St. Rose-Chimney Coalfield

The St. Rose-Chimney Corner Coalfield in Inverness County was mined for over a century. Today, the area has been reclaimed and returned to nature.


Mining in the coalfield started in Chimney Corner, likely because coal seams outcropped along the shore there, making it easier to confirm their existence and access them in the early days. However, except for a two-kilometre strip along the shore, most of Chimney Corner’s coal is under the ocean and its coal seams were thin and difficult to mine.

In contrast, the St. Rose seams were faulted before reaching the coast so they were entirely onshore. (In geology, a fault is a fracture, or zone of fractures, between two blocks of rock. Faults are caused by geological forces like tectonic plate movement and they allow the blocks of rock to move relative to each other. Faults are often a challenge in mining because they can cause deposits to be split, moving part of the deposit to a different, often hard-to-find, location. In this case, the faulting was helpful, keeping the coal seams onshore where they were easier to work.)

The St. Rose seams would prove to be both easier to mine and a greater resource. While there are five coal seams in the St. Rose-Chimney Corner Coalfield – numbered in order with No. 1 Seam nearest the surface - only No. 5 is a significant resource. It is about three feet thick in Chimney Corner but reached a thickness of eight feet in St. Rose.

The first coal mine in Chimney Corner started in 1867 on what we now call the No. 4 seam. Mining stopped in 1873 when a fire destroyed the surface buildings, including the miners’ quarters. A gale in August the same year also demolished the shipping pier. (The infamous August Gale, as it was called, destroyed 900 buildings and 1,200 boats in Nova Scotia, and killed as many as 600 people, according to reports.) The mine’s total production was less than 10,000 tons of coal.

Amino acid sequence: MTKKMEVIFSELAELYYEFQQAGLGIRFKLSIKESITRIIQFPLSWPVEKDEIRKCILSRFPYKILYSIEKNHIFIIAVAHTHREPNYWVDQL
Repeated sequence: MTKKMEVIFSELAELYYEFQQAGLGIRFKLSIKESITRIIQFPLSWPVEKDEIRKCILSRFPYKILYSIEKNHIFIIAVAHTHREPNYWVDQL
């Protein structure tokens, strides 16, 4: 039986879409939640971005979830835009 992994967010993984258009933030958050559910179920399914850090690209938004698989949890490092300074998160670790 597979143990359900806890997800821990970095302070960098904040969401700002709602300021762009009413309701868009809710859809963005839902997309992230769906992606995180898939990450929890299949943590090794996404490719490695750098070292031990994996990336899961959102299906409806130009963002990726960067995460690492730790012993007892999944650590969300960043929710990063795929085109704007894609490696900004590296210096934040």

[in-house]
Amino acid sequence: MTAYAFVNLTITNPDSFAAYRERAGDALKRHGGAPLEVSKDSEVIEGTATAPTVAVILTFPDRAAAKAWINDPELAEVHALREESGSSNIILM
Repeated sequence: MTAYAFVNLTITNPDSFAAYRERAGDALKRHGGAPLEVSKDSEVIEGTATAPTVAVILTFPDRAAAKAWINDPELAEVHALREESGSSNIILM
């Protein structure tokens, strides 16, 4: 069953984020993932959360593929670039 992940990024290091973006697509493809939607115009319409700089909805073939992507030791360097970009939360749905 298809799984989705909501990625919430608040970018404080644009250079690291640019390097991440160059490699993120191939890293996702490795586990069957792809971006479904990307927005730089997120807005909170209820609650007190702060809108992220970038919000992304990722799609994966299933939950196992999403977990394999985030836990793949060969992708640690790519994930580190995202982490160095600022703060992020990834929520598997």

In 1919, a slope (incline tunnel) was driven on the No. 5 seam at the Chimney Corner Mine but operations stopped in 1921 after producing only a few thousand tons.

In 1937, exploratory slopes were driven on the No. 5 seam about 3600 feet southwest of the Chimney Corner Mine and on the overlying No. 4 seam. In 1950, another slope was driven alongside the 1937 slope on the No. 5 seam.

The last documented attempt at mining in Chimney Corner took place in 1952 when a 90-foot slope was driven by the Margaree Steamship Company. Operations ceased in November after 70 tons were removed.


At St. Rose, a 3-foot seam was worked on MacLeod Brook prior to 1885.

Sporadic operations were conducted on the No. 2 Seam beginning in 1916. This was called the St. Rose Mine.

In 1945, Dean Evans started the Evans-St. Rose mine on the No. 2 Seam about 1700 feet south of the old St. Rose mine.

In 1950, Evans began to develop a mine on the No. 5 Seam, 1200 feet east of the shaft on the No. 2 Seam. This mine, called the Evans Mine, became the most successful in the area. Production was between 30,900-42,800 tonnes per year between 1985 and 1990, and it employed 40-45 people during that period. Its coal was used for power generation and heating homes.

Underground mining continued at the Evans Mine until 1992 when flooding forced it to close. The first reports of water troubles appeared in 1987 and pumping facilities were upgraded in 1988 but water continued to be a problem. There was also spontaneous combustion in an abandoned portion of the mine in 1992.

Over 1.3 million tons of coal were removed from the underground Evans Mine between 1950-1992.

Surface mining started in 1993 and the coal was trucked to Pioneer Coal’s facility in Stellarton for blending with other coals, and subsequently supplied to Nova Scotia Power for electricity generation. (Coal from different mines and/or from different areas within one mine are often blended to get the right technical specifications for a coal plant.)

Pioneer Coal mined the site until 2005 and reclaimed it, turning it into greenspace and ponds.

A 1.99-megawatt wind turbine is also now at the site, completing its transformation from a historical coal mine to natural lands and a generator of renewable energy.